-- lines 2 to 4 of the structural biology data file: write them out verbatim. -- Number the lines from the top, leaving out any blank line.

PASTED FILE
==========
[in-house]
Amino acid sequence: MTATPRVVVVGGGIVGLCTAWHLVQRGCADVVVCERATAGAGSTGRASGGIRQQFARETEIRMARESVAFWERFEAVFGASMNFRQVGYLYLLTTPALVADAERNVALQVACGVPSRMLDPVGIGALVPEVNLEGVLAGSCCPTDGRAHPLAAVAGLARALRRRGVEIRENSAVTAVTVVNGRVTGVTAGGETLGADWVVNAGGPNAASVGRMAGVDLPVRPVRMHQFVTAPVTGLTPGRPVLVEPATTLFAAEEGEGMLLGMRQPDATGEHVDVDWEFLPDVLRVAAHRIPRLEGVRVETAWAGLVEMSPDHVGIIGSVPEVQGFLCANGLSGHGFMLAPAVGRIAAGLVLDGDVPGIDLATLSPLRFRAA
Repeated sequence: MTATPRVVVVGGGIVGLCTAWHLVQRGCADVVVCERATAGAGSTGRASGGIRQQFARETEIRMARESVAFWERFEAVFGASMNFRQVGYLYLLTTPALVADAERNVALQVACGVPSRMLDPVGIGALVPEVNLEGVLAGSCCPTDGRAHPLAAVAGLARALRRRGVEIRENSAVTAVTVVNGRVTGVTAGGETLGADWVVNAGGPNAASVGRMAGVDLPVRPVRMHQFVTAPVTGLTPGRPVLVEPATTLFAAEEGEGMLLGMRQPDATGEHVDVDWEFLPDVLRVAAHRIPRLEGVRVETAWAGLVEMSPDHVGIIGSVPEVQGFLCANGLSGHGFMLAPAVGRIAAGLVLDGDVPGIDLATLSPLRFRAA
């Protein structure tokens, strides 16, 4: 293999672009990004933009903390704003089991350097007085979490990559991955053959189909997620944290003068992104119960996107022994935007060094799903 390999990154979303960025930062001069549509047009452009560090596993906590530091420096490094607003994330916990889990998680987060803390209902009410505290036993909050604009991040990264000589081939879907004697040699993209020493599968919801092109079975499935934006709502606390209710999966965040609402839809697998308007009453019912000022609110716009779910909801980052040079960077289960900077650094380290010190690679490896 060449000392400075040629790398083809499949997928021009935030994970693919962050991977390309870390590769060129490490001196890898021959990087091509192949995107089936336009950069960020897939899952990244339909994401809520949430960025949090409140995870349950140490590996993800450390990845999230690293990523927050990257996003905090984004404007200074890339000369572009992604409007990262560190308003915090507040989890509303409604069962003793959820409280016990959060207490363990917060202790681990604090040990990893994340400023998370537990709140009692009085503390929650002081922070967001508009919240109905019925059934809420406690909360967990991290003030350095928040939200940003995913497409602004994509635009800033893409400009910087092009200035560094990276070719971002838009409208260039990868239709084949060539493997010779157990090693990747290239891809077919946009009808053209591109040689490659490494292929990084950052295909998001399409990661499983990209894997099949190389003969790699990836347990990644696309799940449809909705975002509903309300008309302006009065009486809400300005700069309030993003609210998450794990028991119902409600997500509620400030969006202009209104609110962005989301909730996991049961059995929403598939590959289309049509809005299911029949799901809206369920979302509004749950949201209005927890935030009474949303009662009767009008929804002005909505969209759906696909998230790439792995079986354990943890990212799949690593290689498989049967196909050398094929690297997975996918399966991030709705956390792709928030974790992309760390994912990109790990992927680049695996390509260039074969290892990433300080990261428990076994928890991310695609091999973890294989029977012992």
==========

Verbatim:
Amino acid sequence: MTATPRVVVVGGGIVGLCTAWHLVQRGCADVVVCERATAGAGSTGRASGGIRQQFARETEIRMARESVAFWERFEAVFGASMNFRQVGYLYLLTTPALVADAERNVALQVACGVPSRMLDPVGIGALVPEVNLEGVLAGSCCPTDGRAHPLAAVAGLARALRRRGVEIRENSAVTAVTVVNGRVTGVTAGGETLGADWVVNAGGPNAASVGRMAGVDLPVRPVRMHQFVTAPVTGLTPGRPVLVEPATTLFAAEEGEGMLLGMRQPDATGEHVDVDWEFLPDVLRVAAHRIPRLEGVRVETAWAGLVEMSPDHVGIIGSVPEVQGFLCANGLSGHGFMLAPAVGRIAAGLVLDGDVPGIDLATLSPLRFRAA
Repeated sequence: MTATPRVVVVGGGIVGLCTAWHLVQRGCADVVVCERATAGAGSTGRASGGIRQQFARETEIRMARESVAFWERFEAVFGASMNFRQVGYLYLLTTPALVADAERNVALQVACGVPSRMLDPVGIGALVPEVNLEGVLAGSCCPTDGRAHPLAAVAGLARALRRRGVEIRENSAVTAVTVVNGRVTGVTAGGETLGADWVVNAGGPNAASVGRMAGVDLPVRPVRMHQFVTAPVTGLTPGRPVLVEPATTLFAAEEGEGMLLGMRQPDATGEHVDVDWEFLPDVLRVAAHRIPRLEGVRVETAWAGLVEMSPDHVGIIGSVPEVQGFLCANGLSGHGFMLAPAVGRIAAGLVLDGDVPGIDLATLSPLRFRAA
């Protein structure tokens, strides 16, 4: 293999672009990004933009903390704003089991350097007085979490990559991955053959189909997620944290003068992104119960996107022994935007060094799903 390999990154979303960025930062001069549509047009452009560090596993906590530091420096490094607003994330916990889990998680987060803390209902009410505290036993909050604009991040990264000589081939879907004697040699993209020493599968919801092109079975499935934006709502606390209710999966965040609402839809697998308007009453019912000022609110716009779910909801980052040079960077289960900077650094380290010190690679490896 060449000392400075040629790398083809499949997928021009935030994970693919962050991977390309870390590769060129490490001196890898021959990087091509192949995107089936336009950069960020897939899952990244339909994401809520949430960025949090409140995870349950140490590996993800450390990845999230690293990523927050990257996003905090984004404007200074890339000369572009992604409007990262560190308003915090507040989890509303409604069962003793959820409280016990959060207490363990917060202790681990604090040990990893994340400023998370537990709140009692009085503390929650002081922070967001508009919240109905019925059934809420406690909360967990991290003030350095928040939200940003995913497409602004994509635009800033893409400009910087092009200035560094990276070719971002838009409208260039990868239709084949060539493997010779157990090693990747290239891809077919946009009808053209591109040689490659490494292929990084950052295909998001399409990661499983990209894997099949190389003969790699990836347990990644696309799940449809909705975002509903309300008309302006009065009486809400300005700069309030993003609210998450794990028991119902409600997500509620400030969006202009209104609110962005989301909730996991049961059995929403598939590959289309049509809005299911029949799901809206369920979302509004749950949201209005927890935030009474949303009662009767009008929804002005909505969209759906696909998230790439792995079986354990943890990212799949690593290689498989049967196909050398094929690297997975996918399966991030709705956390792709928030974790992309760390994912990109790990992927680049695996390509260039074969290892990433300080990261428990076994928890991310695609091999973890294989029977012992």